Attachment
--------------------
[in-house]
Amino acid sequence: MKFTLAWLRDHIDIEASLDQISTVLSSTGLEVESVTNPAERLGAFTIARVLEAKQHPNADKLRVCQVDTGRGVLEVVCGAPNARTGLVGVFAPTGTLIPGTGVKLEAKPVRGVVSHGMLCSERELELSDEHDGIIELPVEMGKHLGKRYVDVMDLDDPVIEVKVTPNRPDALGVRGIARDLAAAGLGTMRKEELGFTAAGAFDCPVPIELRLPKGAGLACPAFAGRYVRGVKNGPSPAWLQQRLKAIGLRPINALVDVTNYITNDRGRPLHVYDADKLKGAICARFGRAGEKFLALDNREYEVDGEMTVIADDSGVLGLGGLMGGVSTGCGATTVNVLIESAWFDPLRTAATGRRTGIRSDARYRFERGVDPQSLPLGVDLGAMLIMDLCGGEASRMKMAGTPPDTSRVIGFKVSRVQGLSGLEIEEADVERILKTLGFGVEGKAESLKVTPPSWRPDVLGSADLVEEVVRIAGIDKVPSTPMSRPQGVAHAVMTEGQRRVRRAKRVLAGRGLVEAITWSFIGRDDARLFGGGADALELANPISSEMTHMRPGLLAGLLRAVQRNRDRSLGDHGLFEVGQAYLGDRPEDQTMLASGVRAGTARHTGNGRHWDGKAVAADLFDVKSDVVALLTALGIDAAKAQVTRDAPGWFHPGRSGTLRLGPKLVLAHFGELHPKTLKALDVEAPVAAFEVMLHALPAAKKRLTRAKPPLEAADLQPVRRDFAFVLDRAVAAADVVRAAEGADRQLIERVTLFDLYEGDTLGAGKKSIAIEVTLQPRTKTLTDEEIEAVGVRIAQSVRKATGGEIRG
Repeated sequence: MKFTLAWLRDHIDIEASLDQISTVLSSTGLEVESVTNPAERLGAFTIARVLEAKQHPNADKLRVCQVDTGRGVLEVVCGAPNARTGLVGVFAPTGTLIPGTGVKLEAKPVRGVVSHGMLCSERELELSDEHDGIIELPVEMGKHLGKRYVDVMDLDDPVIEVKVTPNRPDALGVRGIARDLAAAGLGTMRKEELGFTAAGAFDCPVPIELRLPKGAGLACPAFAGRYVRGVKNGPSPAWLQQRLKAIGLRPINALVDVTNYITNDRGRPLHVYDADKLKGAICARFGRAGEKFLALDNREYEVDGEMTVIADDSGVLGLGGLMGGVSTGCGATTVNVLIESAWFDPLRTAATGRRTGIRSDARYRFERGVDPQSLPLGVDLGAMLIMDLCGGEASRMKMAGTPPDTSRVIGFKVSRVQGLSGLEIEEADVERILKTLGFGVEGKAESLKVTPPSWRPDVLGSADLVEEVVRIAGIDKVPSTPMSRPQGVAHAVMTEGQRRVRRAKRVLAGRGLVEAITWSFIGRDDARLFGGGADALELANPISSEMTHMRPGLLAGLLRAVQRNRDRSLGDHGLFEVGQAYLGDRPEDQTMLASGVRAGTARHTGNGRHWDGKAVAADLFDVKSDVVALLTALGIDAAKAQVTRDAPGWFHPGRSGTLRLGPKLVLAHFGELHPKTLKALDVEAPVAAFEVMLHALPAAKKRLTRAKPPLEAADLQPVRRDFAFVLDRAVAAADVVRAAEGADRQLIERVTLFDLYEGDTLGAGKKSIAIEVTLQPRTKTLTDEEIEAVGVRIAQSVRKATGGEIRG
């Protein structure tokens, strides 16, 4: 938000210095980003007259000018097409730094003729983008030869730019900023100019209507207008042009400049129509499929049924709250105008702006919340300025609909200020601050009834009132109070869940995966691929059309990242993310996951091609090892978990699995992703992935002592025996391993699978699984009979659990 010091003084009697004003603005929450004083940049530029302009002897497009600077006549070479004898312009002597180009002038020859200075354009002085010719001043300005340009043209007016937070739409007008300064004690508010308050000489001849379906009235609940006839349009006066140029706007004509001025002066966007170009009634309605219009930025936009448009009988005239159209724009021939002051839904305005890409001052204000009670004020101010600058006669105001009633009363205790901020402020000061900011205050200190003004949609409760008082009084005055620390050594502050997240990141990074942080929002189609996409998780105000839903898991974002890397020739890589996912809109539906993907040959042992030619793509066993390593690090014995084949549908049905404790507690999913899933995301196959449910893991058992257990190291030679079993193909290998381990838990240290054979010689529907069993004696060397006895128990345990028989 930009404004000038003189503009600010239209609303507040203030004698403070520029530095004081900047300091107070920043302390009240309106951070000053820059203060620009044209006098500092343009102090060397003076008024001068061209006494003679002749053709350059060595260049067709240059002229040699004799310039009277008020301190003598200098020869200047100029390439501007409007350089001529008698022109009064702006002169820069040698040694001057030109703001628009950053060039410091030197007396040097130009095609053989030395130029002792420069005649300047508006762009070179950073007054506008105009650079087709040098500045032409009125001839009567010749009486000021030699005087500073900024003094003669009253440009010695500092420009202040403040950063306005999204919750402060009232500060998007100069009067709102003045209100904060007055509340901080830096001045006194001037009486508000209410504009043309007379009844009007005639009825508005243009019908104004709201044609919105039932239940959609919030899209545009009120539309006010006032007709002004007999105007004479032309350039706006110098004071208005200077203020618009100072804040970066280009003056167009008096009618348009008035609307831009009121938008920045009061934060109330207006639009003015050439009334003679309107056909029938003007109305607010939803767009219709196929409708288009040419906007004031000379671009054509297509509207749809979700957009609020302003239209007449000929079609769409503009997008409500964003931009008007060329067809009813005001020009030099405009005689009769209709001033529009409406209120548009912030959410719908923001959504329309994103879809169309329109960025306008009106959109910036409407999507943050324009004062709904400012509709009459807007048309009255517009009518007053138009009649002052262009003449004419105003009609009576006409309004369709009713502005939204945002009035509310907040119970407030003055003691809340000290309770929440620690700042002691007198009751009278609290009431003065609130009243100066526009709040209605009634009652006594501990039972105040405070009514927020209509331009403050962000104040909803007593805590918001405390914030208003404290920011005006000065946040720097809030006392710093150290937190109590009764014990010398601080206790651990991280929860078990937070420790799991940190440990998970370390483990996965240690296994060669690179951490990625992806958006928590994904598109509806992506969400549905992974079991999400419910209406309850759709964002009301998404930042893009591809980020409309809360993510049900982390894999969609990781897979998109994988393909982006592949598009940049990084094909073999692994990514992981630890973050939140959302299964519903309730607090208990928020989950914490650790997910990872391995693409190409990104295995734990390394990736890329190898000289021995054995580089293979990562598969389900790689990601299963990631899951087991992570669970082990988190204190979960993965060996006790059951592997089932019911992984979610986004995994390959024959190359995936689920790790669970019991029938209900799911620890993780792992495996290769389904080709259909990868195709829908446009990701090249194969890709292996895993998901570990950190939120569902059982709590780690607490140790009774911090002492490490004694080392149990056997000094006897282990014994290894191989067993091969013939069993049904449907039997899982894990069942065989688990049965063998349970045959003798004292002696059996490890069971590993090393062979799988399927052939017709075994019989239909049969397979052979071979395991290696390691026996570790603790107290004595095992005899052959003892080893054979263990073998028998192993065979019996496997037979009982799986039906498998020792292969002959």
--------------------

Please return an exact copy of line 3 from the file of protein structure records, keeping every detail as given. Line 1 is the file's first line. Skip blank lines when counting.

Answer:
Repeated sequence: MKFTLAWLRDHIDIEASLDQISTVLSSTGLEVESVTNPAERLGAFTIARVLEAKQHPNADKLRVCQVDTGRGVLEVVCGAPNARTGLVGVFAPTGTLIPGTGVKLEAKPVRGVVSHGMLCSERELELSDEHDGIIELPVEMGKHLGKRYVDVMDLDDPVIEVKVTPNRPDALGVRGIARDLAAAGLGTMRKEELGFTAAGAFDCPVPIELRLPKGAGLACPAFAGRYVRGVKNGPSPAWLQQRLKAIGLRPINALVDVTNYITNDRGRPLHVYDADKLKGAICARFGRAGEKFLALDNREYEVDGEMTVIADDSGVLGLGGLMGGVSTGCGATTVNVLIESAWFDPLRTAATGRRTGIRSDARYRFERGVDPQSLPLGVDLGAMLIMDLCGGEASRMKMAGTPPDTSRVIGFKVSRVQGLSGLEIEEADVERILKTLGFGVEGKAESLKVTPPSWRPDVLGSADLVEEVVRIAGIDKVPSTPMSRPQGVAHAVMTEGQRRVRRAKRVLAGRGLVEAITWSFIGRDDARLFGGGADALELANPISSEMTHMRPGLLAGLLRAVQRNRDRSLGDHGLFEVGQAYLGDRPEDQTMLASGVRAGTARHTGNGRHWDGKAVAADLFDVKSDVVALLTALGIDAAKAQVTRDAPGWFHPGRSGTLRLGPKLVLAHFGELHPKTLKALDVEAPVAAFEVMLHALPAAKKRLTRAKPPLEAADLQPVRRDFAFVLDRAVAAADVVRAAEGADRQLIERVTLFDLYEGDTLGAGKKSIAIEVTLQPRTKTLTDEEIEAVGVRIAQSVRKATGGEIRG